With the Rangers committed to a full rebuild, Grabner was traded on 22 February 2018 to the New Jersey Devils in exchange for Yegor Rykov and a second-round draft pick in the 2018 NHL Entry Draft. This marked the first ever trade between the two teams.[42] Grabner is the 11th player in NHL history to complete the "Hudson River Triple" (being a member of the Rangers, Islanders, and Devils), joining the likes of Sergei Nemchinov, Kevin Weekes, P. A. Parenteau among others.[43] Grabner was unable to replicate his offensive numbers with the Devils down the stretch of the regular season, contributing with just 2 goals and 5 points in 21 games.

Arizona Coyotes


As a free agent from the Devils in the off-season, Grabner agreed to a three-year, $10.05 million contract with the Arizona Coyotes on 1 July 2018.[44] After playing in 25 games for the Coyotes, garnering 11 points, Grabner was listed as being out indefinitely due to an eye injury as a result of a stick clipping his eye. He finished first in the NHL in the shorthanded goals category by the end of the season; of Grabner's nine total goals, six were scored shorthanded, despite playing in only 41 games (half the season) due to the eye injury.[45] After two seasons with the Coyotes, on 3 October 2020, Grabner was placed on waivers by the Coyotes and bought out from the final year of his contract.[46]

International play


Grabner made his international debut with Austria in Division I play of the 2004 IIHF World U18 Championships in Minsk, Belarus. Underaged for the tournament at sixteen-years-old,[3] he scored three goals and an assist in five games.[47] The following year, he competed for Austria in Division I of the 2005 World Junior Championships, held in Great Britain.[48] He recorded three points in four games as Austria finished third in Group A. Several months later, he was named to his second under-18 team for the 2005 IIHF World U18 Championships, where Austria again competed in Division I play. Grabner tied for second in team-scoring with four goals and an assists over five games.[49] Austria finished in fifth place out of six teams in Group A, coming within a loss of being relegated to Division II for the next year.[50] He joined Austria in their qualifying tournament for the 2010 Winter Olympics in early 2009 and led the four team tournament in scoring with five goals; Austria finished second to Germany and failed to qualify for the Olympics.[51]

It was during the 2012 World Championships that Grabner first played for the Austrian national team. Austria participated in Division IA, the second tier of the World Championships, and earned a promotion to the elite level for 2013.[52]

He also represented Austria in the 2014 Olympic Games in Sochi, where he scored five goals and made one assist. He scored a hat-trick against Finland. He finished tied for first in goal-scoring and tied for fifth in points. He led Austria in scoring.[citation needed]

Personal life


On 31 March 2011, Grabner's wife Heather, whom he met while playing in Spokane, gave birth to a baby boy.[53]

Career statistics


Regular season and playoffs

Regular season Playoffs
Season Team League GP G A Pts PIM GP G A Pts PIM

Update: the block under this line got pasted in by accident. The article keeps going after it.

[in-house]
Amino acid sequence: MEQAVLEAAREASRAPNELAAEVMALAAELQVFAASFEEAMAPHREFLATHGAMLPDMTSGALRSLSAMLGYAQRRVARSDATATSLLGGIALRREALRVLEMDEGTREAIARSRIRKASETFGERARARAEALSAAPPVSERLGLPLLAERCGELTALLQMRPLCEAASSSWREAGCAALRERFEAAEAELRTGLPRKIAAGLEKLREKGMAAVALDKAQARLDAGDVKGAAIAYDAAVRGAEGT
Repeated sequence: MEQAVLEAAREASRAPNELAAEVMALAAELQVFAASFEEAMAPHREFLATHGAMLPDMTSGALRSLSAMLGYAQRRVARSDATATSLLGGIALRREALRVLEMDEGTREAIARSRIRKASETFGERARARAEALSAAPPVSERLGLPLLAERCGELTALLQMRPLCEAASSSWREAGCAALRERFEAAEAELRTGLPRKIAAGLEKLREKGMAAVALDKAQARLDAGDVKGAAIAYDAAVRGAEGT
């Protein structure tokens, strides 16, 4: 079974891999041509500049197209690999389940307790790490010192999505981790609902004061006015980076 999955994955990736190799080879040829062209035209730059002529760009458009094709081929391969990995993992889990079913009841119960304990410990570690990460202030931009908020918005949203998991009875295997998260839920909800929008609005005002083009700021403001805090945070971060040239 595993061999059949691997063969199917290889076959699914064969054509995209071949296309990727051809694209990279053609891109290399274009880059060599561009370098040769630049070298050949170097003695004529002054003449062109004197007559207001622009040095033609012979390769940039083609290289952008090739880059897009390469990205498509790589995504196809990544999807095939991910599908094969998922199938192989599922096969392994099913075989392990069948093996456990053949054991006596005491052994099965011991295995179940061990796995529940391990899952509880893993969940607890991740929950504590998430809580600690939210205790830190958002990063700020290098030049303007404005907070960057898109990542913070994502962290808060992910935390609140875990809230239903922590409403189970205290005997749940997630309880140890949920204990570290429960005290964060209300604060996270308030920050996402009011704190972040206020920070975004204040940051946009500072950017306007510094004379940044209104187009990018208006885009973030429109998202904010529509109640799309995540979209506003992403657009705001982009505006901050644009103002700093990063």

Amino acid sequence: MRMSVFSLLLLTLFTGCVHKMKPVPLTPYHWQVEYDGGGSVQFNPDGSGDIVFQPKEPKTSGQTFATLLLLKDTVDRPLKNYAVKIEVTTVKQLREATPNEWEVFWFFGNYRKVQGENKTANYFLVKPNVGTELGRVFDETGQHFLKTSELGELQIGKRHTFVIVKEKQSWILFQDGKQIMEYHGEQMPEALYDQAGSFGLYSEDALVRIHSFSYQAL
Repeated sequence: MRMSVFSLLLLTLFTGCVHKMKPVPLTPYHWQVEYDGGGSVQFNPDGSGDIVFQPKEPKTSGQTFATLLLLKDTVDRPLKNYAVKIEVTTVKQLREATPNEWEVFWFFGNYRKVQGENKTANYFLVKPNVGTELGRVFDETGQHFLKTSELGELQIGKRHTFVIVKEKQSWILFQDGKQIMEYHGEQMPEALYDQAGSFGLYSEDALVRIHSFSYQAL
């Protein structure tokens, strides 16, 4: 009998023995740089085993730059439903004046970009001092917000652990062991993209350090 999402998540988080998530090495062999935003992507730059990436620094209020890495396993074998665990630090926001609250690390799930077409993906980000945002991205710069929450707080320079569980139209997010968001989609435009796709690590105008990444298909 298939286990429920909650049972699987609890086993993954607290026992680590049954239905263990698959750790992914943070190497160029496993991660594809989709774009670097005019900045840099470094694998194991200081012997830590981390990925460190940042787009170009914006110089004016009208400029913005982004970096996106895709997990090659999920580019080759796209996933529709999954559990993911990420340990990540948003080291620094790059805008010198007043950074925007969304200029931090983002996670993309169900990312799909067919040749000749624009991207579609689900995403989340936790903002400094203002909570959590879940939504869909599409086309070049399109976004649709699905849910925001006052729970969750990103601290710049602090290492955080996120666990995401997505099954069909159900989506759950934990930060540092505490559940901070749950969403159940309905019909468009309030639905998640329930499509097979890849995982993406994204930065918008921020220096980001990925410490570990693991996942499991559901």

2002–03 VSV EC AUT U20 13 6 4 10 4
2003–04 VSV EC AUT U20 23 32 5 37 58
2003–04 VSV EC EBEL 14 2 1 3 0 4 1 0 1 0
2004–05 Spokane Chiefs WHL 58 13 11 24 18
2005–06 Spokane Chiefs WHL 67 36 14 50 28
2006–07 Spokane Chiefs WHL 55 39 16 55 34 6 0 1 1 2
2006–07 Manitoba Moose AHL 2 1 1 2 0 6 0 0 0 0
2007–08 Manitoba Moose AHL 74 22 22 44 8 6 3 0 3 2
2008–09 Manitoba Moose AHL 66 30 18 48 20 20 10 7 17 2
2009–10 Manitoba Moose AHL 38 15 11 26 6
2009–10 Vancouver Canucks NHL 20 5 6 11 8 9 1 0 1 0
2010–11 New York Islanders NHL 76 34 18 52 10
2011–12 New York Islanders NHL 78 20 12 32 12
2012–13 VSV EC EBEL 17 10 9 19 2
2012–13 New York Islanders NHL 45 16 5 21 12 6 1 3 4 0
2013–14 New York Islanders NHL 64 12 14 26 12
2014–15 New York Islanders NHL 34 8 5 13 4 2 0 1 1 2
2015–16 Toronto Maple Leafs NHL 80 9 9 18 12
2016–17 New York Rangers NHL 76 27 13 40 10 12 4 2 6 0
2017–18 New York Rangers NHL 59 25 6 31 12
2017–18 New Jersey Devils NHL 21 2 3 5 4 2 0 0 0 0
2018–19 Arizona Coyotes NHL 41 9 7 16 8
2019–20 Arizona Coyotes NHL 46 8 3 11 6 9 3 0 3 6
NHL totals 640 175 101 276 110 40 9 6 15 8


Year Team Event GP G A Pts PIM
2004 Austria WJC18 Div I 5 3 1 4 4
2005 Austria WJC-I 4 1 2 3 2
2005 Austria WJC18 Div I 4 4 1 5 29
2009 Austria OLYQ 3 5 0 5 0
2012 Austria WC-IA 5 0 4 4 0
2014 Austria OLY 4 5 1 6 0
2016 Austria OLYQ 3 1 0 1 0
Junior totals 13 8 4 12 35
Senior totals 15 11 5 16 0


Awards and honours

Award Year
CHL/NHL Top Prospects Game 2006
Rookie of the Month (February) 2011
NHL All-Rookie Team 2011


  1. ^ a b Kinghorn, Kevin (26 September 2006). "Grabner On Top". Canucks.com. Archived from the original on 24 March 2012. Retrieved 20 September 2009.
  2. ^ "Pee-Wee players who have reached NHL or WHA" (PDF). Quebec International Pee-Wee Hockey Tournament. 2018. Retrieved 15 February 2019.
  3. ^ a b "Chiefs select Austrian in Import Draft". OurSports Central. 30 June 2004. Retrieved 2 April 2010.
  4. ^ "Climb every mountain". National Hockey League. 11 May 2010. Retrieved 12 May 2010.
  5. ^ "Chiefs with back-to-back home games". OurSports Central. 21 October 2004. Retrieved 2 April 2010.